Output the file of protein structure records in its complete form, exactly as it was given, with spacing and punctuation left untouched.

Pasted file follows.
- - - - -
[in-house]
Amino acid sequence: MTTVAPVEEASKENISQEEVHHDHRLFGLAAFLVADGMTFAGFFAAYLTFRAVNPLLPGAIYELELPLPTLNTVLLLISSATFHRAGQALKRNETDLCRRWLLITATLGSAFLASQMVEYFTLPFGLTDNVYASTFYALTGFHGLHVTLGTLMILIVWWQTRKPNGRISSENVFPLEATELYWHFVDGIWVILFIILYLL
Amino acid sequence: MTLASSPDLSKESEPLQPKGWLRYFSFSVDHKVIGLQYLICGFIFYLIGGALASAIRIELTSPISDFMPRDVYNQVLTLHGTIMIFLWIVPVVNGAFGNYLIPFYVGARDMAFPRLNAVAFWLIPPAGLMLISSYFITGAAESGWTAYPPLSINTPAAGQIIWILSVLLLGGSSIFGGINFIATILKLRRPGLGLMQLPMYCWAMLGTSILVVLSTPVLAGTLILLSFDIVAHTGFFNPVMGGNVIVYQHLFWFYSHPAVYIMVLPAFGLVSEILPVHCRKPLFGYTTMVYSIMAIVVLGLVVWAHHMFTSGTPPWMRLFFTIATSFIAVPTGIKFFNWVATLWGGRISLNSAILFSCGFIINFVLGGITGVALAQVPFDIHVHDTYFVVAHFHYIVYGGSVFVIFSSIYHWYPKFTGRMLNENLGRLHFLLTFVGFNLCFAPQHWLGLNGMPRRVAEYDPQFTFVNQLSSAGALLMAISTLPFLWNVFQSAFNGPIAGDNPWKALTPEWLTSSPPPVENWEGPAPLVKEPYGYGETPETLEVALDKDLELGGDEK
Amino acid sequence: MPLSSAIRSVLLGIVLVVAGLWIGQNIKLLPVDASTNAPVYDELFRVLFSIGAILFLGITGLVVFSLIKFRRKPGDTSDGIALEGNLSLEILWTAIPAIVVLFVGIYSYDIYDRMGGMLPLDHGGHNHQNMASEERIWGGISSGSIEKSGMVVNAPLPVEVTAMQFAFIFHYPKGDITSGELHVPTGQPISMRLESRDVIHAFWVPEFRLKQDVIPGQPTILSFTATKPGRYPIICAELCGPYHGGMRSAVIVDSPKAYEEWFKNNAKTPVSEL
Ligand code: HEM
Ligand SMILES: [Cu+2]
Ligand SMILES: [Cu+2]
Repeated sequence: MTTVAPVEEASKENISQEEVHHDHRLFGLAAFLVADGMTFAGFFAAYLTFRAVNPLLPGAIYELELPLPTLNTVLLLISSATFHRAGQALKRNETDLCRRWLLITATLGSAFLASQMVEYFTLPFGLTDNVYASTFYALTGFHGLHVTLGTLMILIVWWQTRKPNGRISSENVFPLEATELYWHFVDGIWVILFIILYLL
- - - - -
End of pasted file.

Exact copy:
[in-house]
Amino acid sequence: MTTVAPVEEASKENISQEEVHHDHRLFGLAAFLVADGMTFAGFFAAYLTFRAVNPLLPGAIYELELPLPTLNTVLLLISSATFHRAGQALKRNETDLCRRWLLITATLGSAFLASQMVEYFTLPFGLTDNVYASTFYALTGFHGLHVTLGTLMILIVWWQTRKPNGRISSENVFPLEATELYWHFVDGIWVILFIILYLL
Amino acid sequence: MTLASSPDLSKESEPLQPKGWLRYFSFSVDHKVIGLQYLICGFIFYLIGGALASAIRIELTSPISDFMPRDVYNQVLTLHGTIMIFLWIVPVVNGAFGNYLIPFYVGARDMAFPRLNAVAFWLIPPAGLMLISSYFITGAAESGWTAYPPLSINTPAAGQIIWILSVLLLGGSSIFGGINFIATILKLRRPGLGLMQLPMYCWAMLGTSILVVLSTPVLAGTLILLSFDIVAHTGFFNPVMGGNVIVYQHLFWFYSHPAVYIMVLPAFGLVSEILPVHCRKPLFGYTTMVYSIMAIVVLGLVVWAHHMFTSGTPPWMRLFFTIATSFIAVPTGIKFFNWVATLWGGRISLNSAILFSCGFIINFVLGGITGVALAQVPFDIHVHDTYFVVAHFHYIVYGGSVFVIFSSIYHWYPKFTGRMLNENLGRLHFLLTFVGFNLCFAPQHWLGLNGMPRRVAEYDPQFTFVNQLSSAGALLMAISTLPFLWNVFQSAFNGPIAGDNPWKALTPEWLTSSPPPVENWEGPAPLVKEPYGYGETPETLEVALDKDLELGGDEK
Amino acid sequence: MPLSSAIRSVLLGIVLVVAGLWIGQNIKLLPVDASTNAPVYDELFRVLFSIGAILFLGITGLVVFSLIKFRRKPGDTSDGIALEGNLSLEILWTAIPAIVVLFVGIYSYDIYDRMGGMLPLDHGGHNHQNMASEERIWGGISSGSIEKSGMVVNAPLPVEVTAMQFAFIFHYPKGDITSGELHVPTGQPISMRLESRDVIHAFWVPEFRLKQDVIPGQPTILSFTATKPGRYPIICAELCGPYHGGMRSAVIVDSPKAYEEWFKNNAKTPVSEL
Ligand code: HEM
Ligand SMILES: [Cu+2]
Ligand SMILES: [Cu+2]
Repeated sequence: MTTVAPVEEASKENISQEEVHHDHRLFGLAAFLVADGMTFAGFFAAYLTFRAVNPLLPGAIYELELPLPTLNTVLLLISSATFHRAGQALKRNETDLCRRWLLITATLGSAFLASQMVEYFTLPFGLTDNVYASTFYALTGFHGLHVTLGTLMILIVWWQTRKPNGRISSENVFPLEATELYWHFVDGIWVILFIILYLL